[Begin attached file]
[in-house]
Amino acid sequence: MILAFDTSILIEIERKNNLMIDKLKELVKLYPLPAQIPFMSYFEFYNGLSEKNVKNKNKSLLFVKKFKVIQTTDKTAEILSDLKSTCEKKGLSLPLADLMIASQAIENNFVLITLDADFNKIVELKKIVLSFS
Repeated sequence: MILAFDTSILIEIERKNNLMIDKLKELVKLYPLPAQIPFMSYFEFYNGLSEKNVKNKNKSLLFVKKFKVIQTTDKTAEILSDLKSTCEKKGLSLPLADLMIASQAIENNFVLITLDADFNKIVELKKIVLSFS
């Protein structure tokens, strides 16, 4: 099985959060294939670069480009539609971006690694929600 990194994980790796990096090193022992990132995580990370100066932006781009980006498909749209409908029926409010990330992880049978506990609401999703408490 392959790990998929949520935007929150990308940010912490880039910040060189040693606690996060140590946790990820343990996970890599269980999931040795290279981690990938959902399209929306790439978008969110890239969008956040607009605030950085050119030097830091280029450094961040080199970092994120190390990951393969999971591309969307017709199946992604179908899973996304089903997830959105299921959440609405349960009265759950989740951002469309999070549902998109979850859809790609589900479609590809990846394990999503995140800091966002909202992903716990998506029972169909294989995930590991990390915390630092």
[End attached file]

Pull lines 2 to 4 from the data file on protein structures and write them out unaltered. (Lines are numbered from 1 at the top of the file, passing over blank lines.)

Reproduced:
Amino acid sequence: MILAFDTSILIEIERKNNLMIDKLKELVKLYPLPAQIPFMSYFEFYNGLSEKNVKNKNKSLLFVKKFKVIQTTDKTAEILSDLKSTCEKKGLSLPLADLMIASQAIENNFVLITLDADFNKIVELKKIVLSFS
Repeated sequence: MILAFDTSILIEIERKNNLMIDKLKELVKLYPLPAQIPFMSYFEFYNGLSEKNVKNKNKSLLFVKKFKVIQTTDKTAEILSDLKSTCEKKGLSLPLADLMIASQAIENNFVLITLDADFNKIVELKKIVLSFS
């Protein structure tokens, strides 16, 4: 099985959060294939670069480009539609971006690694929600 990194994980790796990096090193022992990132995580990370100066932006781009980006498909749209409908029926409010990330992880049978506990609401999703408490 392959790990998929949520935007929150990308940010912490880039910040060189040693606690996060140590946790990820343990996970890599269980999931040795290279981690990938959902399209929306790439978008969110890239969008956040607009605030950085050119030097830091280029450094961040080199970092994120190390990951393969999971591309969307017709199946992604179908899973996304089903997830959105299921959440609405349960009265759950989740951002469309999070549902998109979850859809790609589900479609590809990846394990999503995140800091966002909202992903716990998506029972169909294989995930590991990390915390630092």